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Big Banks Target of ID Thieves

By Faye Mergel
Published: Sunday, January 17th, 2010

Many consumers prefer choosing big names like Chase Bank, Bank of America, and Wells Fargo. However, some experts warn that identity thieves are more likely to attack major banks, placing their clients in greater risks for ID theft. Experts say there is not much consumers can do to stop crooks, but they can keep their identities from being stolen by checking their credit report regularly.

Big Banks Target of ID ThievesPhoenix-based Merchants Identity Theft Advisory Board warns that clients of major banks have greater chances of having their personal identifying information stolen. All of the large banks in the United States have had their data breached at least once, says Russell John, an ID theft specialists and member of the board.

Last month, The Wall Street Journal reported an attack made by Russian hackers against Citigroup. In September, thieves stole a computer tape containing personal identifying information from Chase clients, prompting the bank to send out letters to customers informing them of the breach.
Other major banks that have been targeted by ID thieves include PNC Banks, Wells Fargo, U.S. Bank, Bank of America, SunTrust Bank, Capitol One, and Citizens Bank.

Mark Pribish says nine out of the top 10 banks in the country have all been breached. The ID theft specialist and president of the advisory board adds that information from those banks have either been stolen or lost during data breaches. Moreover, those banks have been breached multiple times over the last few years.

According to Pribish, most ID thieves are insiders, either discontented employees or vendors who manage part of a bank’s businesses. Johnson adds that hackers from Russia and other Eastern European countries are also responsible for many security breaches.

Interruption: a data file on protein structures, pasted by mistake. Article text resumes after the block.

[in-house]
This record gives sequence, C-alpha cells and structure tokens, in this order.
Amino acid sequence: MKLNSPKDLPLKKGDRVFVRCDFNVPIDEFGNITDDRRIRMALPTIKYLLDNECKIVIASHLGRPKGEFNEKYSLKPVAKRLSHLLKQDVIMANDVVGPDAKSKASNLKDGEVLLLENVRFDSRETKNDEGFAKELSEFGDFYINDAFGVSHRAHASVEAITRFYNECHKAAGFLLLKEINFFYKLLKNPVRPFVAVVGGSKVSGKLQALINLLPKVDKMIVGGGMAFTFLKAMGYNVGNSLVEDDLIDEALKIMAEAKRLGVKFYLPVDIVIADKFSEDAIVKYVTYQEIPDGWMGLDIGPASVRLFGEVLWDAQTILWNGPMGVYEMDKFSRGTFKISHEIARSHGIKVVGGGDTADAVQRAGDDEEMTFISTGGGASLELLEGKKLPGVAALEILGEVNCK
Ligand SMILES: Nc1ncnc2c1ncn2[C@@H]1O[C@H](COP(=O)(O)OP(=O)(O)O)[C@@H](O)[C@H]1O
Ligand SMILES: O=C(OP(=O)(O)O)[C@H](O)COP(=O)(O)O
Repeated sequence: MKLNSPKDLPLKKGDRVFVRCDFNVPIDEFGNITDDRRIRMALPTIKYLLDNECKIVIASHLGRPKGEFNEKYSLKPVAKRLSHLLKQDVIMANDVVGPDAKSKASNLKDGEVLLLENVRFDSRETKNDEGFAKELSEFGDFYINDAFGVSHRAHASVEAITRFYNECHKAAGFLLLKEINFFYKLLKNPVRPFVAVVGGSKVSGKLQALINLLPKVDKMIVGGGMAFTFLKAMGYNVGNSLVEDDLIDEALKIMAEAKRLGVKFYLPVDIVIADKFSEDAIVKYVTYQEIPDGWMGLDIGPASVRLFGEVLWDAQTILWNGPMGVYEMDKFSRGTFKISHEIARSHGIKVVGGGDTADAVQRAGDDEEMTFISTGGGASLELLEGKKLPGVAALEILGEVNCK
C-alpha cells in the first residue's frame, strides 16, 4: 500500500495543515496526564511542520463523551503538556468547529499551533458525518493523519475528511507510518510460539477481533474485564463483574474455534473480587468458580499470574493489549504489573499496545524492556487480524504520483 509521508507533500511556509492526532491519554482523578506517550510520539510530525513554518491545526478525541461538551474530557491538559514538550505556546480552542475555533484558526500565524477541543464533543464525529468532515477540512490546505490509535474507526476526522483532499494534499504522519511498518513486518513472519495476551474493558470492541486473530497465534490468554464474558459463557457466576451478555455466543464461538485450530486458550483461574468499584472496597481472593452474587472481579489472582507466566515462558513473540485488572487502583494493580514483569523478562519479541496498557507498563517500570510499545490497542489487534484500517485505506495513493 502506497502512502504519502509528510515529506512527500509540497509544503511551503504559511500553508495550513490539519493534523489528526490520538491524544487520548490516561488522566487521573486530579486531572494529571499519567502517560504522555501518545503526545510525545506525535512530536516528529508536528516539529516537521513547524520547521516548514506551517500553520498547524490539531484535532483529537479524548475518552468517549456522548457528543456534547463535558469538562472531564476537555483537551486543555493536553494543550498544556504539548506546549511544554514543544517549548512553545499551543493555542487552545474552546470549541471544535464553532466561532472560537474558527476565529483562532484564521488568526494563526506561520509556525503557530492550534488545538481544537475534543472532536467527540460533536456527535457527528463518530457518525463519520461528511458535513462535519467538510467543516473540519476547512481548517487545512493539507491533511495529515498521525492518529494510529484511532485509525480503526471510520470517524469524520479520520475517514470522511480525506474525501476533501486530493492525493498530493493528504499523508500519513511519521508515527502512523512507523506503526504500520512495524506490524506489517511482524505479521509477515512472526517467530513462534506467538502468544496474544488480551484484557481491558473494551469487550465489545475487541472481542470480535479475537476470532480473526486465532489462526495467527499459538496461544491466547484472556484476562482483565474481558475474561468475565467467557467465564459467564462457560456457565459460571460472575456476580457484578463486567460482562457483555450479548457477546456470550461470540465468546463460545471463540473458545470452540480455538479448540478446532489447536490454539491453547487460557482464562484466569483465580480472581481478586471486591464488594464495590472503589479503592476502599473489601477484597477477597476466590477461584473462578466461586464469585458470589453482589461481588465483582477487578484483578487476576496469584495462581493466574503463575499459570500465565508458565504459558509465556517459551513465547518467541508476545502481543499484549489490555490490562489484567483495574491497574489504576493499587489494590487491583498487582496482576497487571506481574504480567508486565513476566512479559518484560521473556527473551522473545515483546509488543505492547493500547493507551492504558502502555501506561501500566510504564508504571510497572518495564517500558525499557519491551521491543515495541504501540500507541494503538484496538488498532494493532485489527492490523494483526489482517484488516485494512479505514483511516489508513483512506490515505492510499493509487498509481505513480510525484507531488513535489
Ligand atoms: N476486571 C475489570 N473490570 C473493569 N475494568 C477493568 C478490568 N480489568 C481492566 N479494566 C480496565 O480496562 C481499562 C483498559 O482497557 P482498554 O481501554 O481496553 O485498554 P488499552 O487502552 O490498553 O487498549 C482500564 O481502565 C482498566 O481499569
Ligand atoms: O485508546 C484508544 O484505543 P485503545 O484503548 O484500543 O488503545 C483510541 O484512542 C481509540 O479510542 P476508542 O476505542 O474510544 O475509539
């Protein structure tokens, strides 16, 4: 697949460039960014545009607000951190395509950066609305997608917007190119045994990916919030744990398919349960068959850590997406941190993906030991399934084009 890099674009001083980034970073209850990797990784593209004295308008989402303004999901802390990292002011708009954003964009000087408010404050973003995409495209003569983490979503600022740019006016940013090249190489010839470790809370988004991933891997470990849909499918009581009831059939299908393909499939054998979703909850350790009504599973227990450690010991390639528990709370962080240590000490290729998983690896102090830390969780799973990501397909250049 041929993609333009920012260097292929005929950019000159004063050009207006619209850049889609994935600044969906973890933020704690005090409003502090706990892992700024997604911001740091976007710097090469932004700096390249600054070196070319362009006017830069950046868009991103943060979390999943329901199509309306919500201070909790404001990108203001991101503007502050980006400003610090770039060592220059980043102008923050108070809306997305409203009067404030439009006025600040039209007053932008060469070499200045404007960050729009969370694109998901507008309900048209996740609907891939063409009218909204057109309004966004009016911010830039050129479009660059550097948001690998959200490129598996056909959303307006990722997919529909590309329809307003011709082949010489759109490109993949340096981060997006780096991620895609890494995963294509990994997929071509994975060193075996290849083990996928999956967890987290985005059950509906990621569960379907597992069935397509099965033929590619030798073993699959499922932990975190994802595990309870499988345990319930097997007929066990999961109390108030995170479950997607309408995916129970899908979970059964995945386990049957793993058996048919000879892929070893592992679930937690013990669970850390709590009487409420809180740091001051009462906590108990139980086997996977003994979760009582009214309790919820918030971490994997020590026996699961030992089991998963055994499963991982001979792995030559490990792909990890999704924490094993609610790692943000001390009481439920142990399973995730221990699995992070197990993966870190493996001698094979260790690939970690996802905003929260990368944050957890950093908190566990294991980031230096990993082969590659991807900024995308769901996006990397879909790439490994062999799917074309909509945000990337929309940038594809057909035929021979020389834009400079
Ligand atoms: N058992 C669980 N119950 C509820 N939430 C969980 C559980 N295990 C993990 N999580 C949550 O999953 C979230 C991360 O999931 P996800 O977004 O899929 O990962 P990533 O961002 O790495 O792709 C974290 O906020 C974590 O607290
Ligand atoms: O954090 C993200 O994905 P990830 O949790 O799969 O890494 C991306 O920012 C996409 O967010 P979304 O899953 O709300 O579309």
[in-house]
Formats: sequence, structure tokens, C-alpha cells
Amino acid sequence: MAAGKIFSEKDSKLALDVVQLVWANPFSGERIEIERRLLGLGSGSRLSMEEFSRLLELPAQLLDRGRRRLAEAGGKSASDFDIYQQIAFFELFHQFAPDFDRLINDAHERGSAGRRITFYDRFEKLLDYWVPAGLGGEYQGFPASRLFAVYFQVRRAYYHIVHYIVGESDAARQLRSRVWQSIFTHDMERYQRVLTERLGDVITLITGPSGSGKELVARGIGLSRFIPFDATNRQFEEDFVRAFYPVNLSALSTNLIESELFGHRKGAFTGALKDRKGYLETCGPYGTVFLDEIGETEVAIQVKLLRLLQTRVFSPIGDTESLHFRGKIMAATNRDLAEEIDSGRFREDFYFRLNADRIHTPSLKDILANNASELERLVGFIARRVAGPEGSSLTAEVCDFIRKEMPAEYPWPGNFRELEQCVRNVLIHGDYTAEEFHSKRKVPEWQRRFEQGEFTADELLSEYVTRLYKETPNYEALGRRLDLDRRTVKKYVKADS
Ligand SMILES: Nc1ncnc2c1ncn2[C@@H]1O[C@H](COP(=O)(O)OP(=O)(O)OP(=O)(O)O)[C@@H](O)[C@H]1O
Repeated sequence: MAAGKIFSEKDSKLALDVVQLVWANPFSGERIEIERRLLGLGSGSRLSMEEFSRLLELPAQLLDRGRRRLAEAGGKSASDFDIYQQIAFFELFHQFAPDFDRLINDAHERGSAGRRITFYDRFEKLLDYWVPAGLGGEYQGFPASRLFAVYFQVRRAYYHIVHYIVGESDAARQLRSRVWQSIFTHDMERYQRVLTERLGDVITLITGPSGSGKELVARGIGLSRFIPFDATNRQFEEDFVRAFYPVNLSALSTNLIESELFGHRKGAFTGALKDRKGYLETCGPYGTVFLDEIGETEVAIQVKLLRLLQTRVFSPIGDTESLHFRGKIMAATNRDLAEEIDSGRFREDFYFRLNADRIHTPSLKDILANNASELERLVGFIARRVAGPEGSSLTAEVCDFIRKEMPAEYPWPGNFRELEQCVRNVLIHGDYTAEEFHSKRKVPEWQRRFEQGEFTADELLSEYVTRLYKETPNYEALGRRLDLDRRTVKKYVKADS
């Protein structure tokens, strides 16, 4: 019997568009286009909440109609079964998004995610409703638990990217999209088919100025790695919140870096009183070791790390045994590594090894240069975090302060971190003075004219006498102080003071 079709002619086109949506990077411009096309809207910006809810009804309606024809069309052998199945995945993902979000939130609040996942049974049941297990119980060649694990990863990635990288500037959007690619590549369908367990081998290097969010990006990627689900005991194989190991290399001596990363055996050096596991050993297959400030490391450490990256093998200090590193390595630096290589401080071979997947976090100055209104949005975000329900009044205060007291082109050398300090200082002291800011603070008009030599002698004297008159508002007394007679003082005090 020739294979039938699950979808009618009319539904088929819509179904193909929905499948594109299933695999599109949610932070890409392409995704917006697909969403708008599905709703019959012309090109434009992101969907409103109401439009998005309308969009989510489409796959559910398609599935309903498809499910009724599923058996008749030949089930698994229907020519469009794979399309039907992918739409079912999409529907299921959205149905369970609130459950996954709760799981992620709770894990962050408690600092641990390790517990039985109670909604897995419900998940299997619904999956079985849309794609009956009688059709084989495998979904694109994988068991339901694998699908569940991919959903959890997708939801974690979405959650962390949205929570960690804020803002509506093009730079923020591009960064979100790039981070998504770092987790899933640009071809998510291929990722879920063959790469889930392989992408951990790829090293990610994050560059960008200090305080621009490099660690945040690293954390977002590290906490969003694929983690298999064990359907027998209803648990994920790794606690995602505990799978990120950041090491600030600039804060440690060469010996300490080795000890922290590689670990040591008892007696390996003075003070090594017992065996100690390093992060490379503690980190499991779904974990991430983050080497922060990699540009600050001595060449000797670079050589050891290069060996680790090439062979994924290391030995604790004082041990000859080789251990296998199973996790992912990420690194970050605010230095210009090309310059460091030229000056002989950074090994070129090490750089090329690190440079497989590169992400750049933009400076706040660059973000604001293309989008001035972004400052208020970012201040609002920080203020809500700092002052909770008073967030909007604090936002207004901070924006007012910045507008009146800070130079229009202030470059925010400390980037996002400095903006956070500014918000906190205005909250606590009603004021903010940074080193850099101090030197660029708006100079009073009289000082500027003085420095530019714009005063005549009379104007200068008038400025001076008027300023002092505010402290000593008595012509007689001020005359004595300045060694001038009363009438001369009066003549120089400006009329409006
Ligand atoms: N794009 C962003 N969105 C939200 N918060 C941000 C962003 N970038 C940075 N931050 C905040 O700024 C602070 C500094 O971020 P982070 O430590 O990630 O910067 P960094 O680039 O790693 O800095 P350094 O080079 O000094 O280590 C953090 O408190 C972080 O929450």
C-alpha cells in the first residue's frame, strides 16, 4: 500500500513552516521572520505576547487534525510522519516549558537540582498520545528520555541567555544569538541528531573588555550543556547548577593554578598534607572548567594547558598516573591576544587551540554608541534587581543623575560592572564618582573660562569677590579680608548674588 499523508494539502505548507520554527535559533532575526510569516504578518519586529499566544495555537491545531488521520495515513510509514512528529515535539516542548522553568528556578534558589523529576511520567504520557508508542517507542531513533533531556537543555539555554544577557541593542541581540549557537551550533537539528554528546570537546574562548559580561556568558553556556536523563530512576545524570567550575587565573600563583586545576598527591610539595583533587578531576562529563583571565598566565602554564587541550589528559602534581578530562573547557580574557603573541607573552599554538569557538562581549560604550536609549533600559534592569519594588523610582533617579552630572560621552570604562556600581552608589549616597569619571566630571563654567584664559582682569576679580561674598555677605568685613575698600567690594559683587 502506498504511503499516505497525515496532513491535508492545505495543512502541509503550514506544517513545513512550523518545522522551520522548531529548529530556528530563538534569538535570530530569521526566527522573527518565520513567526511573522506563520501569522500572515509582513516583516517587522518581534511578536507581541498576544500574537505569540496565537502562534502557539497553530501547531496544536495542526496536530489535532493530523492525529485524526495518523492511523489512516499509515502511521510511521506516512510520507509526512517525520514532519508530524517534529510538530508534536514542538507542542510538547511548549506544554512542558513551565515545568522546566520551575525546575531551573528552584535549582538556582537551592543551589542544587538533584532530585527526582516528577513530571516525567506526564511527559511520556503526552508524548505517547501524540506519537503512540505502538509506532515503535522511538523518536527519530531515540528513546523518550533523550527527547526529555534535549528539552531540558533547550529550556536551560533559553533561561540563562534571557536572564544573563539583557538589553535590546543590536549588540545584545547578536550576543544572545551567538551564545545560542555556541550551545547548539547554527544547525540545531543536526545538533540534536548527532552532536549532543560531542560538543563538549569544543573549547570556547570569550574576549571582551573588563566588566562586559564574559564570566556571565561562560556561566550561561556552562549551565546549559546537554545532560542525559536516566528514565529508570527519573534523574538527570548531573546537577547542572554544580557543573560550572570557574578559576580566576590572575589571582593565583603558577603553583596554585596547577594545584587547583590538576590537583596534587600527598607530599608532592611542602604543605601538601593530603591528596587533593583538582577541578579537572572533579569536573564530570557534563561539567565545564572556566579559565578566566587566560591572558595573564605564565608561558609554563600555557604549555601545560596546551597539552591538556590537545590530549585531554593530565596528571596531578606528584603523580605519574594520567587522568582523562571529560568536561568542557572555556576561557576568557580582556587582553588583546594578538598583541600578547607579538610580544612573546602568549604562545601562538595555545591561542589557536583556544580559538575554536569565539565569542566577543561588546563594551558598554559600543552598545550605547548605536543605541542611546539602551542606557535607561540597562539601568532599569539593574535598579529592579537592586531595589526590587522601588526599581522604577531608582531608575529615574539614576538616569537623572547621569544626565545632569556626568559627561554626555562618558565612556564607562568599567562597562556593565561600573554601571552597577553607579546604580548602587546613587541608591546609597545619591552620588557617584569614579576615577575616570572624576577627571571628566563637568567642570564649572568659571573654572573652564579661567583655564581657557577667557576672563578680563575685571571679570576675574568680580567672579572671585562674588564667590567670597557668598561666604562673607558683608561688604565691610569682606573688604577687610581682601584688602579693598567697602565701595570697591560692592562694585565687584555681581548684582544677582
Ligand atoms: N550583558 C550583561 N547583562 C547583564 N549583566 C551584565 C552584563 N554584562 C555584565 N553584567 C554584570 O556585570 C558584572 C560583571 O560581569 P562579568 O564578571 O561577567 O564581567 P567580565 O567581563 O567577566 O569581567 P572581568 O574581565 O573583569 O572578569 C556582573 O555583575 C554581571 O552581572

Many consumers whose personal information was stolen express concern over what could happen to them. Paul, who prefers to not to reveal his real name, says he received a letter from Bank of America Saturday informing him that his card account has been compromised, forcing the card issuer to close his account. He is given a new card.

He says the incident is quite scary and believes banks need to provide more protection to their clients. With banks spending huge money on bonuses, Paul remarks they should place some of those on improving their security.

Meanwhile, the advisory board reminds consumers that they are at great risk for ID theft in this computer age.

Basic precautions still work best against information thieves, specialists say. They suggest shredding confidential documents, remaining discrete about personal information, and checking a credit report regularly.

Consumers can get a free copy of their credit report each year, which makes ID theft protection less costly.

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